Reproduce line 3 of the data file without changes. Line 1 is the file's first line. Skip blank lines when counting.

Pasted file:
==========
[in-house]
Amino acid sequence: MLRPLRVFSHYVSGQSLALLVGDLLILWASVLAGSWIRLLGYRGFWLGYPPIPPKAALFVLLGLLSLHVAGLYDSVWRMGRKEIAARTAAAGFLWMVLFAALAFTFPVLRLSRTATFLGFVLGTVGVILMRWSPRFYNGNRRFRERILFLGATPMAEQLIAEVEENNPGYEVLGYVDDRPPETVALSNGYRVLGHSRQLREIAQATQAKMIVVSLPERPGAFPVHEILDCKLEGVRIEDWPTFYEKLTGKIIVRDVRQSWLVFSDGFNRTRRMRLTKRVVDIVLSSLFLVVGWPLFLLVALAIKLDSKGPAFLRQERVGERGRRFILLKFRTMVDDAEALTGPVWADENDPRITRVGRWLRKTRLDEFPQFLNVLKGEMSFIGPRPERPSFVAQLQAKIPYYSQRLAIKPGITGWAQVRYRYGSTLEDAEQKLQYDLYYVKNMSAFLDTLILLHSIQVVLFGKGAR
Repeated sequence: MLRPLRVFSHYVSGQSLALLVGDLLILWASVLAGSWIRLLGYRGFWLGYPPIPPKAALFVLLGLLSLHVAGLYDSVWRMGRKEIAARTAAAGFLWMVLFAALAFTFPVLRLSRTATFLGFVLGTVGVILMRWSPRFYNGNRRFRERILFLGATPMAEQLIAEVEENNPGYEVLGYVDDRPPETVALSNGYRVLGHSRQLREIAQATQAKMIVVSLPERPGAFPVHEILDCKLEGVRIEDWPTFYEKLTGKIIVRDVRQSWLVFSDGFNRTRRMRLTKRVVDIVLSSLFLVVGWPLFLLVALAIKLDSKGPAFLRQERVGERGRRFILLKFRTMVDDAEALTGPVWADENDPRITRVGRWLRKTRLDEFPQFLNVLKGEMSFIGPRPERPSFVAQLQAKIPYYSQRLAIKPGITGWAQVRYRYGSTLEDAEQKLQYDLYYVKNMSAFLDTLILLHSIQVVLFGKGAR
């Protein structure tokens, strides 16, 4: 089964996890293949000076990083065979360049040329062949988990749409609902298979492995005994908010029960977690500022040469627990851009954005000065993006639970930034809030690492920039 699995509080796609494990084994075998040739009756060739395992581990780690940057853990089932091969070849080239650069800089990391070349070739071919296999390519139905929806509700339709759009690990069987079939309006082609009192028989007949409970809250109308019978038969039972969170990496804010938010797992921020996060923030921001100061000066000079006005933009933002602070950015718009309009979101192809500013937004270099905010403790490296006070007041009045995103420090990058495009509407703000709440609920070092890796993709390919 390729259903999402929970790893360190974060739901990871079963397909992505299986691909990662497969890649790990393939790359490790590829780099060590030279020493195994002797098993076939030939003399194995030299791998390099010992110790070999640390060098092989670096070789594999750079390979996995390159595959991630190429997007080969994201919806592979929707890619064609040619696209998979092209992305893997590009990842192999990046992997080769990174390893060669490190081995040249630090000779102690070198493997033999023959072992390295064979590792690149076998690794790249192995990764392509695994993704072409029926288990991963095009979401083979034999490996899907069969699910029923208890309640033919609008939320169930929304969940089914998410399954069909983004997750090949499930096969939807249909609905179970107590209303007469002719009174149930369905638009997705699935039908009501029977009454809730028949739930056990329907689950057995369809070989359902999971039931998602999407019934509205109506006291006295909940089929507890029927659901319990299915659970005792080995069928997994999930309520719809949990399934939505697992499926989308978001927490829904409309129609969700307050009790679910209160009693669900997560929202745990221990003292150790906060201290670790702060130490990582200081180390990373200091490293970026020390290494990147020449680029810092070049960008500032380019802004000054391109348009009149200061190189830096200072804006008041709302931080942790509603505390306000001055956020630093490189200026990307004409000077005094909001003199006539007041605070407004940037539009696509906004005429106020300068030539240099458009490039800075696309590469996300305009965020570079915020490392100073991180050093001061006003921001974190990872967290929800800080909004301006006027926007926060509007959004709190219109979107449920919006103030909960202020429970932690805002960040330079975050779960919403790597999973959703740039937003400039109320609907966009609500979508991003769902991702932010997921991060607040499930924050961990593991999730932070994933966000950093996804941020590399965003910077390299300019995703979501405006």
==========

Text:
Repeated sequence: MLRPLRVFSHYVSGQSLALLVGDLLILWASVLAGSWIRLLGYRGFWLGYPPIPPKAALFVLLGLLSLHVAGLYDSVWRMGRKEIAARTAAAGFLWMVLFAALAFTFPVLRLSRTATFLGFVLGTVGVILMRWSPRFYNGNRRFRERILFLGATPMAEQLIAEVEENNPGYEVLGYVDDRPPETVALSNGYRVLGHSRQLREIAQATQAKMIVVSLPERPGAFPVHEILDCKLEGVRIEDWPTFYEKLTGKIIVRDVRQSWLVFSDGFNRTRRMRLTKRVVDIVLSSLFLVVGWPLFLLVALAIKLDSKGPAFLRQERVGERGRRFILLKFRTMVDDAEALTGPVWADENDPRITRVGRWLRKTRLDEFPQFLNVLKGEMSFIGPRPERPSFVAQLQAKIPYYSQRLAIKPGITGWAQVRYRYGSTLEDAEQKLQYDLYYVKNMSAFLDTLILLHSIQVVLFGKGAR